Corneal Abrasion

June 12 23:32 2019 Print This Article

A corneal abrasion is a scratch on the cornea. The cornea is the clear, protective window at the front of your eye. It lies directly over the colored part of your eye (called the iris). The cornea has several layers that protect the eye. Some corneal abrasions may form a scar and permanently impair vision. A corneal abrasion is an injury (a scratch, scrape or cut) to the epithelium.

Abrasions are commonly caused by fingernail scratches, paper cuts, makeup brushes, scrapes from trees or limbs, and rubbing the eye. Some eye conditions, such as dry eye, increase the chance of an abrasion. It is comprised of three layers and the membranes that separate these layers. It is very difficult to penetrate past the epithelium or top layer of the cornea. The cornea is normally devoid of blood vessels yet has many sensory nerves. When any trauma to the corneal epithelium occurs, cells are lost or destroyed and pain is immediately sensed. When a corneal abrasion occurs, the conjunctiva, or the white of the eye, turns red, as new blood vessels form and those present enlarge, in an attempt to increase blood flow to the eye as it attempts to bring to the eye those cells needed for the healing of the cornea.

A corneal abrasion heals by the movement of neighboring epithelial cells, which slide over the wounded area, and through a cell division process called mitosis, which fill in the abraded area with new epithelial cells. Within two to three days of trauma to the cornea, these new cells start to adhere to the underlying membrane of the epithelium, called the basement membrane and within seven to eight days the abraded area usually heals completely without scarring.

Causes of Corneal Abrasion

A corneal abrasion is usually the result of direct injury to the eye, often from a fingernail scratch, makeup brushes, contact lenses, foreign body, or even twigs. Many things can cause a corneal abrasion, such as sand, dust, dirt, wood or metal shavings that get in your eye. The cornea can also be scratched by a fingernail, a tree branch or a contact lens. Rubbing your eyes very hard is another way that an abrasion can occur. In some people, the outer layers of the cornea are weak. These people may get a corneal abrasion for no apparent reason.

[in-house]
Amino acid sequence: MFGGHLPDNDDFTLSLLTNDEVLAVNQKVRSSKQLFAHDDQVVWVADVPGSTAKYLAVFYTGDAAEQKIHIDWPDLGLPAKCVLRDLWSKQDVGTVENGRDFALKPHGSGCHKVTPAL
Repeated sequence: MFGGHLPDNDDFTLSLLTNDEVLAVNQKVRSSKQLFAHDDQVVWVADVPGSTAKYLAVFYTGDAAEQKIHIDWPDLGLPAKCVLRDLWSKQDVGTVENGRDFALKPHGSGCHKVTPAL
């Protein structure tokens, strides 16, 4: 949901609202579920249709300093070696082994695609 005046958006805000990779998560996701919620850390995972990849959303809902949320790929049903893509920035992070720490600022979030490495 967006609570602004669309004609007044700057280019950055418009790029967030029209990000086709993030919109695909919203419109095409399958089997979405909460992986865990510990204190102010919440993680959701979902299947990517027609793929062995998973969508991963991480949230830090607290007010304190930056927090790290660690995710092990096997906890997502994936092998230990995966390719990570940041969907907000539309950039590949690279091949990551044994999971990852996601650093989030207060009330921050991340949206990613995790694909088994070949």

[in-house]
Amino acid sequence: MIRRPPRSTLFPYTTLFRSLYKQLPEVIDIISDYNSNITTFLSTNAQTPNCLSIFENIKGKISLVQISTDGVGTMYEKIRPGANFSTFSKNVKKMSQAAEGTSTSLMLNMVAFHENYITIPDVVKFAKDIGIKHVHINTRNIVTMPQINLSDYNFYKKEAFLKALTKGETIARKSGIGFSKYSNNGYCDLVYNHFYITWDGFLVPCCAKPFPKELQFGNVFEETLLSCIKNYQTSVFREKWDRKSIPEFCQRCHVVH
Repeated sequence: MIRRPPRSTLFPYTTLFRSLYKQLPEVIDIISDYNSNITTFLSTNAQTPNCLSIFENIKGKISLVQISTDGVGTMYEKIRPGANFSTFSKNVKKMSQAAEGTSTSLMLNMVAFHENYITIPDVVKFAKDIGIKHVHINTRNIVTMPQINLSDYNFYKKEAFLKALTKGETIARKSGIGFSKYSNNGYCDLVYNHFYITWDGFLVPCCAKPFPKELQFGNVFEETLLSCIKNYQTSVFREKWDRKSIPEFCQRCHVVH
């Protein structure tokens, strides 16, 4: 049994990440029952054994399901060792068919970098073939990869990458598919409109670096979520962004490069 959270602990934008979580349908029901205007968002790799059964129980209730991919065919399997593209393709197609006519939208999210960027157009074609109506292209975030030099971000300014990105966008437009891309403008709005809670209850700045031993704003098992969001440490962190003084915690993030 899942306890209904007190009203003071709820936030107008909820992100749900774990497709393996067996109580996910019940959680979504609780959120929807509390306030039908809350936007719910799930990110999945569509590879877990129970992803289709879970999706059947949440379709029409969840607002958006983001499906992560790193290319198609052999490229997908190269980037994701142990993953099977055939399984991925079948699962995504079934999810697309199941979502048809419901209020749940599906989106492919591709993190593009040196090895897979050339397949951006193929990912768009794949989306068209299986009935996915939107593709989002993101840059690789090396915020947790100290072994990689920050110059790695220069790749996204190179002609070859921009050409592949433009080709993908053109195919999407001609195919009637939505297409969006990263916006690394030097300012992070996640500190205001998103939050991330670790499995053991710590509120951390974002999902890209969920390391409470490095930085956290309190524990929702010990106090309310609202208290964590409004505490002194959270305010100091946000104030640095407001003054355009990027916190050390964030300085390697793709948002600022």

• Chemicals.
  • Blow to the eye.
  • Having a dry or weak cornea
  • Eye injury.
  • Contact lenses.

Signs and Symptoms of Corneal Abrasion

Symptoms of corneal abrasion include pain, photophobia, a foreign-body sensation, and a reflex production of tears. Signs include epithelial defects and edema, and often conjunctival injection, swollen eyelids, and a mild anterior-chamber reaction. The vision may be blurred, both from any swelling of the cornea and the excess tears.

Sign and symptoms may include the following:

  • Blurred vision.
  • A feeling that a foreign object is in your eye.
  • Sensitivity to light.
  • Headache.
  • Redness.
  • Tearing.
  • Discomfort in the eye.
  • Watery eye.

Treatment for Corneal Abrasion

The cornea has a remarkable ability to heal itself, so treatment is designed to minimize complications. If the abrasion is very small, the doctor might just suggest an eye lubricant and a follow-up visit the next day. Minor scratches usually heal within 1-2 days. Your eye may be patched for improved comfort. In some cases, your eye doctor will place a contact lens in the eye to help relieve the discomfort and improve healing. The doctor may ask you to come back to make sure the abrasion is healing.

  • Antibiotic used to prevent infection.
  • Antibiotic eye ointment, such as Polymyxin-bacitracin.
  • Relief of pain with medication.
  • Examination is done after using an anaesthetic.
  • In selected cases, other medication such as steroids might be used.
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